Archive for July, 2012


Missing You

I miss your face, your voice, your laughter. I miss the me in you. Every night when bedtime arrives, I put my knee pillow between my legs, get into a fetal position, give old Button ear cuddles and tummy pats, then perform my memory ritual.

I crawl into your hospital bed, put my cheek to yours, comb your hair with my fingers and tell you: you are my precious baby girl and I love you with all my heart and soul. This is the scenario when I held you the day before you died.

I miss your voice, your laughter, your wonderful sense of humor. I miss your face. I’d do anything, absolutely anything, if I could be with you again. Oh, Mimi.

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If you haven’t read this book, you must. I read it ten years ago and am reading it again. Kingsolver’s insight in the human condition and motherhood is astounding. “A mother’s body remembers her babies–the folds of soft flesh, the softly furred cap against her nose. Each child has its own entreaties to body and soul, but it’s the last one though, that overtakes you.”

This mother, Orleanna, has lost her youngest to a green mamba snake. “…But the last one: the baby who trails her scent like a flag of surrender through your life when there will be no more coming after–oh, that’s love by a different name. …instead you rock by the window, drinking the light from her skin, breathing her exhaled dreams.” If you have been reading my  blog, you know I’ve lost my baby girl and so I can relate to this wonderful impassioned story.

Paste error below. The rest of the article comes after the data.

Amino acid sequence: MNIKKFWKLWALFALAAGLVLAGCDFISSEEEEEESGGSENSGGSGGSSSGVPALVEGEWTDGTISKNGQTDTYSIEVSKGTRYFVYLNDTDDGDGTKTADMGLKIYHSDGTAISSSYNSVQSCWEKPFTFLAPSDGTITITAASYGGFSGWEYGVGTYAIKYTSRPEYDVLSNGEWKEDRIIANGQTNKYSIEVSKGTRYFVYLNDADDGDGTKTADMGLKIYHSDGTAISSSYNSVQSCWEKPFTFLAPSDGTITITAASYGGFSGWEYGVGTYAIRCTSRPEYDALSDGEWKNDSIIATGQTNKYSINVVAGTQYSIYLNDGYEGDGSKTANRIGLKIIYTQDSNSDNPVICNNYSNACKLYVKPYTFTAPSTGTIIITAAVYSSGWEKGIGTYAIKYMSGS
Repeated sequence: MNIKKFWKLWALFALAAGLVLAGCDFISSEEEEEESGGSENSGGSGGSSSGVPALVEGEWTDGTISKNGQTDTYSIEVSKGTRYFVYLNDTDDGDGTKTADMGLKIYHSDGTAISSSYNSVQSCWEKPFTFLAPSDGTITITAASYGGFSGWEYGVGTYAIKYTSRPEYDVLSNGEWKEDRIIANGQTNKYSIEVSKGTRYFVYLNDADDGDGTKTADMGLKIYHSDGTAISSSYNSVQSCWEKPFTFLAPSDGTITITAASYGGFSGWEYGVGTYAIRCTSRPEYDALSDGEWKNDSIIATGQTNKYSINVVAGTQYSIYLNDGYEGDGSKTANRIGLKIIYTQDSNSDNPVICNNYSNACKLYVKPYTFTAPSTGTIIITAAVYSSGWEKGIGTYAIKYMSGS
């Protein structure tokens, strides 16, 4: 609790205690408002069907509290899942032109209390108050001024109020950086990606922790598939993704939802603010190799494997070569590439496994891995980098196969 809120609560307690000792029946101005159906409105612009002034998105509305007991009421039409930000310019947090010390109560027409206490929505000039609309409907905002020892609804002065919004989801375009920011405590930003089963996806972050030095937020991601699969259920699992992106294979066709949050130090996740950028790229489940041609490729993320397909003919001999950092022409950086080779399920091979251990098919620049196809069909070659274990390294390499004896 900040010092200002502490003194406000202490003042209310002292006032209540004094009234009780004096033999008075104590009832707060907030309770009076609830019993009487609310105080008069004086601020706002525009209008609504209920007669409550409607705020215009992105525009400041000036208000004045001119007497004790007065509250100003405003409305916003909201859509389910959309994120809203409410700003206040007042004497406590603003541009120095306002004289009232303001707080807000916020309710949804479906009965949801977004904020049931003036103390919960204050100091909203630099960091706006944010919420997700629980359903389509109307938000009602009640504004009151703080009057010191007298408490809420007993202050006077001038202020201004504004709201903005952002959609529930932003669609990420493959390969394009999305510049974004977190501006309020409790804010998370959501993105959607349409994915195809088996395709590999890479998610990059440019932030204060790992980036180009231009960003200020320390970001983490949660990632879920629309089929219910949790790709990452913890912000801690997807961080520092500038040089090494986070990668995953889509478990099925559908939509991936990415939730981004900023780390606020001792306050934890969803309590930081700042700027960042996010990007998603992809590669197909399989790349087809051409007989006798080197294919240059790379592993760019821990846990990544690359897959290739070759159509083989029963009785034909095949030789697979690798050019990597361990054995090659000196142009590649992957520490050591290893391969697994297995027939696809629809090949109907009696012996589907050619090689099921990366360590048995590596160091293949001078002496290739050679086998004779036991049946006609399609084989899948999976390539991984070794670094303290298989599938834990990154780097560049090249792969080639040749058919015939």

Barbara Kingsolver is an amazing author and one you should get to know.

Excerpt from The Photograph

Claire grabbed the largest suitcase from the trunk of her mother’s car; her mother pulled out the smaller one. “Can you handle that?” Louise Thompson looked around the parking area as if a bellhop would appear. The lot was empty of life. She closed the trunk and smashed the button on her key fob twice to make sure the Lincoln was indeed locked.
Claire’s face beamed with excitement. Her grin was wide, her eyes taking in the panorama of campus, of grounds, of ivy covered walls that her imagination made up for the lack of. This was the Keene, New Hampshire University Campus—a host of buildings placed here and there in an asundry of directions—a chaotic bloom of academic pursuit. A warm breeze kissed her cheeks, and above it all, a horizon of cloudless, blue sky. A week late because of her father’s medical emergency, the school kindly allowed her to begin her freshman year. She would have no problem making up the week, the Dean had told them. After all, she was attending on an academic scholarship having skipped her senior high school year altogether. Advanced Placement exams in her junior year, and high scores in CLEP exams taken last spring had won her the scholarship and early attendance. Claire wouldn’t turn seventeen until October.